A wall full of questions at the exhibition “The whole truth”
© Jewish Museum Berlin, photo: Thomas Valentin Harb
The special exhibition entitled “The whole truth… everything you always wanted to know about Jews” ended more than a year ago. Besides the animated discussions and empty display cases, there are thousands of pink post-it notes left over. Visitors stuck their questions, commentary, and impressions on a concrete wall after they went through the exhibition and left the museum. A kind of analog “facebook” arose out of these contributions, above and beyond the contents of the exhibition itself. Visitors commented on each others’ notes and raised new questions: on the history of Jews in Germany, on the conflict in the Middle East, on the relationship between Christianity and Judaism, and – again and again – on the subject of circumcision. At this point, the Jewish Museum Berlin had already decided to dedicate not just another blog post to the contentious topic (as part of the series “Question of the month”), but an entire new exhibition.
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108 years ago, on 29 September 1906, in the Neukölln neighborhood of Berlin, the photographer Herbert Sonnenfeld caught his first glimpse of the light of the world.
His photographs constitute one of the largest and most important portfolios in the Jewish Museum Berlin’s photographic archive. The Sonnenfeld collection consists of some 3000 negatives taken between 1933 and 1938. Along with Abraham Pisarek and Arno Kikoler, Sonnenfeld is one of the few Jewish photographers to document Jewish life in and around Berlin in the 1930s, passing down to us today an unparalleled photographic witness to that period.
Herbert Sonnenfeld, photograph by Leni Sonnenfeld, Berlin ca. 1935
© Jewish Museum Berlin, purchased with funds from the Stiftung Deutsche Klassenlotterie Berlin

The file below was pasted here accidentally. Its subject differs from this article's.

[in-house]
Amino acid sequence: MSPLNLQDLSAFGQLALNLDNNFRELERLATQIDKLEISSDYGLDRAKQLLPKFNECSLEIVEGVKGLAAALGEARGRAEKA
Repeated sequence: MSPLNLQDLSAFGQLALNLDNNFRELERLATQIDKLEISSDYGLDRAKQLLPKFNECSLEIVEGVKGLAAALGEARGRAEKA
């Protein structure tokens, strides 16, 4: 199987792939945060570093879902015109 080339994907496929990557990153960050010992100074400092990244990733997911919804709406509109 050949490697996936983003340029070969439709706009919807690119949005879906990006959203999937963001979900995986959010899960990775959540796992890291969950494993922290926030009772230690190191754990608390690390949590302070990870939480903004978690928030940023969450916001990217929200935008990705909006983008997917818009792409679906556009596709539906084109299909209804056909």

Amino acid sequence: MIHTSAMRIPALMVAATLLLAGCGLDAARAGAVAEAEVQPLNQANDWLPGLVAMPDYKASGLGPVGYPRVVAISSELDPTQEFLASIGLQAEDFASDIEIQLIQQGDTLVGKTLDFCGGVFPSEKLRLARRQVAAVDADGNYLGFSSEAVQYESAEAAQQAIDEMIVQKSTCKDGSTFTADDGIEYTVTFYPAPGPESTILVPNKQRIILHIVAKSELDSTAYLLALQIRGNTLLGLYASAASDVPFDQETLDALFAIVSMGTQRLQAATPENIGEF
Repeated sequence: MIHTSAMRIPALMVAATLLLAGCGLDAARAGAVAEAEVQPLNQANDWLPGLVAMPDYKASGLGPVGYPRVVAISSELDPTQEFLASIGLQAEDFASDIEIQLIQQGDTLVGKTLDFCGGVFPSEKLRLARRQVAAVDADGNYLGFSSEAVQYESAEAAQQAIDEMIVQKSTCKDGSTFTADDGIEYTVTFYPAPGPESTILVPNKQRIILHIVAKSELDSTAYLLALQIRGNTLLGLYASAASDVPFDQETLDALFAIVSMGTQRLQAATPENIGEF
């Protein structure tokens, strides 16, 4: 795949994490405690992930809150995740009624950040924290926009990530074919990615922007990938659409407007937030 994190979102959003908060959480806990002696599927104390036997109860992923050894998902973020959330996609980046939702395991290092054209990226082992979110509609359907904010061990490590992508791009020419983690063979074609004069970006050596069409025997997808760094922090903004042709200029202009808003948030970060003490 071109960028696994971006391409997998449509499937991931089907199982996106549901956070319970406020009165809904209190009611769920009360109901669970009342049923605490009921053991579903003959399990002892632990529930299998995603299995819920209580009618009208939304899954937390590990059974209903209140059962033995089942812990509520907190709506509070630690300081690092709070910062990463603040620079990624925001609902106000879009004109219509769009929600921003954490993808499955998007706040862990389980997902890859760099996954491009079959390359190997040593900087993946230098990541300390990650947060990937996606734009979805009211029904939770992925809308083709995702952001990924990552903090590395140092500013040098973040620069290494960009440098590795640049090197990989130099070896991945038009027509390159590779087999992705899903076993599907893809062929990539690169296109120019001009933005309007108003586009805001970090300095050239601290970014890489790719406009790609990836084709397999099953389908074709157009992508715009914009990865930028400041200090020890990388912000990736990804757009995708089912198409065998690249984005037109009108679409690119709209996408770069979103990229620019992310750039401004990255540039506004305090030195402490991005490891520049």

Herbert Sonnenfeld first worked as an insurance employee before being laid off as a result of the Nazi regime’s anti-Semitic measures. He came to photography circuitously and was an autodidact. Following a trip to Palestine in 1933, his wife Leni approached various Jewish newspapers and offered them her husband’s pictures. They were enthusiastic, promptly bought up the prints, and asked for more. Thus began Sonnenfeld’s career as a press photographer.
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With her works for our art vending machines, Deborah Wargon exposes things that got swept under the rug
Portrait of Deborah Wargon © Jewish Museum Berlin, photo: Gelia Eisert
A cordial welcome, the wafting flavors of a freshly-cooked meal, a light-drenched room with a high ceiling, full of brightly-colored books and pictures, and a piano with a sign-post ‘to Australia’ sitting on it… My first encounter with Deborah Wargon in her live-in atelier in Berlin’s Prenzlauer Berg neighborhood is a far cry from the rather severe, somber associations that the term ‘testament enforcer’ brings up for me. Wargon – a musician as well as visual and theater artist born in Melbourne in 1962 – describes herself this way on the package insert that comes with the small-scale artworks that she created for the art vending machine in our permanent exhibition. Those artworks bear the title “The Legacy of Friede Traurig” – where Friede Traurig doubles as a proper name and, in German, to mean peace sorrowful. And Deborah Wargon, who is best known for her paper cuttings inside former insect cases, says that she would rather be sorrowful.
With a little good luck, you may get one of her works from the vending machine: for instance, a little human figurine made of rail track ballast (gravel), wire, and newspaper. Aside from the expressive name Friede Traurig, the materials invoke woeful stories of train transports and barbed wire fences, particularly because the newspapers she used are from the Second World War. But for the artist, it’s clearly not only about the specific time the Nazis were in power and the Shoah. It’s also about the legacies, the inheritance, the stories that we all carry with us. She explains her choice of materials: “For me, wire is a fascinating material. It’s also used for cages. So you can use to suggest the ways that we’re all captive.” The rail track gravel, which normally lies on the ground, relates for Wargon to the ground that we all walk on, as descendants of the people who came before us. “Besides, in both German and English there’s the expression ‘to sweep something under the rug’”. The gravel, or grit, that we bring into the house on the soles of our shoes, and then sweep under the rug, stands for something that we don’t want to face and deal with.
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